This applies to a medical device that is intended by the manufacturer to emit hazardous levels of visible or invisible radiation because the emission is necessary for a specific medical purpose, the benefit of which is considered to outweigh the risks inherent in the emission.
The device must be designed and produced in a way that ensures that the user can control the level of the emission.
The device must be designed and produced in a way that ensures the reproducibility and tolerance of relevant variable parameters.
If practicable, the device must be fitted with a visual indicator or an audible warning, or both, that operates if potentially hazardous levels of radiation are emitted.
Minimisation of exposure to unintended radiation
A medical device must be designed and produced in a way that ensures that the exposure of a patient, the user, or any other person, to the emission of unintended, stray or scattered radiation is minimised.
The operating instructions for a medical device that emits radiation must include detailed information about the following matters:
- the nature of the radiation emitted;
- the means by which patients and users can be protected from the radiation;
- ways to avoid misusing the device;
- ways to eliminate any risks inherent in the installation of the device
Medical devices intended to emit ionising radiation - additional requirements
In addition to all the above, the device must be designed and produced in a way that ensures that, if practicable, the quantity, geometry and energy distribution (or quality) of radiation emitted can be controlled and varied, having regard to the intended purpose of the device.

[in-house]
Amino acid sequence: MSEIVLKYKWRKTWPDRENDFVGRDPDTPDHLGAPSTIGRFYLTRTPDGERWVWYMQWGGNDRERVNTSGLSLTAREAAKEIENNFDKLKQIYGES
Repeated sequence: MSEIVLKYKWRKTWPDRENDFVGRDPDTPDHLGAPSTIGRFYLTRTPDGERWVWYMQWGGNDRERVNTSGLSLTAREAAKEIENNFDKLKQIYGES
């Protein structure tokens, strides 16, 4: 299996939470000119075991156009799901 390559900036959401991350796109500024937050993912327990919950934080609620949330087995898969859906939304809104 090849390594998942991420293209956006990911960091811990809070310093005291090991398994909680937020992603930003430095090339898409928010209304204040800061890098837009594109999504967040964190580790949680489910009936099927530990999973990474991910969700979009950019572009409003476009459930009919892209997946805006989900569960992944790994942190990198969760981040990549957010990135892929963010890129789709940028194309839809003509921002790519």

If the device is intended to be used for diagnostic radiology, the device must be designed and produced in a way that ensures that, when used in relation to a patient for a purpose intended by the manufacturer:
- the device achieves an appropriate image or output quality for that purpose; and
- the exposure of the patient, or the user, to radiation is minimised.
If the device is intended to be used for therapeutic radiology, the device must be designed and produced in a way that ensures that the delivered dose of radiation, the type and energy of the radiation beam and, if appropriate, the energy distribution of the radiation beam can be reliably controlled and monitored.
- IEC 60601: a family of standards relating to the safety and performance of medical electrical equipment
- IEC 62304: Medical device software—Software life cycle processes
- AS ISO 9918: Capnometers for use with humans—Requirements
- AS ISO 9703: Anaesthesia and respiratory care alarm signals
- ISO 5356: Anaesthetic and respiratory equipment
- the performance, reliability, and repeatability of the system are appropriate for the intended purpose of the device; and
- any consequent risks associated with a single fault condition in the system are minimised.
- battery powered
- gas powered
- liquid or solid fuels
- addressing the safety issue as a part of the risk analysis and indicating what control measures are in place to reduce the risk to the patient
- documenting how the visual and audible alarms are designed and tested as a part of the technical documentation
- providing information about the visual and audible alarms as a part of the Instructions for Use